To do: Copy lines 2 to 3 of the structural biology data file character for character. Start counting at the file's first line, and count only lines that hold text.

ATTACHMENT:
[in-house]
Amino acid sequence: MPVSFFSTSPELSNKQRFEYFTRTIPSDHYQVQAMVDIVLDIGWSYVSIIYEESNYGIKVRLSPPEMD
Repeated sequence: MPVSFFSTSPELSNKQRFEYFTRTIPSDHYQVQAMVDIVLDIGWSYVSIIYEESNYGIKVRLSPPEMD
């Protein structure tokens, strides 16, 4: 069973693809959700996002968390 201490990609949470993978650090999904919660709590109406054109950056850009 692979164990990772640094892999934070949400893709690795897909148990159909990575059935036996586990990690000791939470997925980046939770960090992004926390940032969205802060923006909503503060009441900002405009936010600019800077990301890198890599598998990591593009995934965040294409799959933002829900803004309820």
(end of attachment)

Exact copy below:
Amino acid sequence: MPVSFFSTSPELSNKQRFEYFTRTIPSDHYQVQAMVDIVLDIGWSYVSIIYEESNYGIKVRLSPPEMD
Repeated sequence: MPVSFFSTSPELSNKQRFEYFTRTIPSDHYQVQAMVDIVLDIGWSYVSIIYEESNYGIKVRLSPPEMD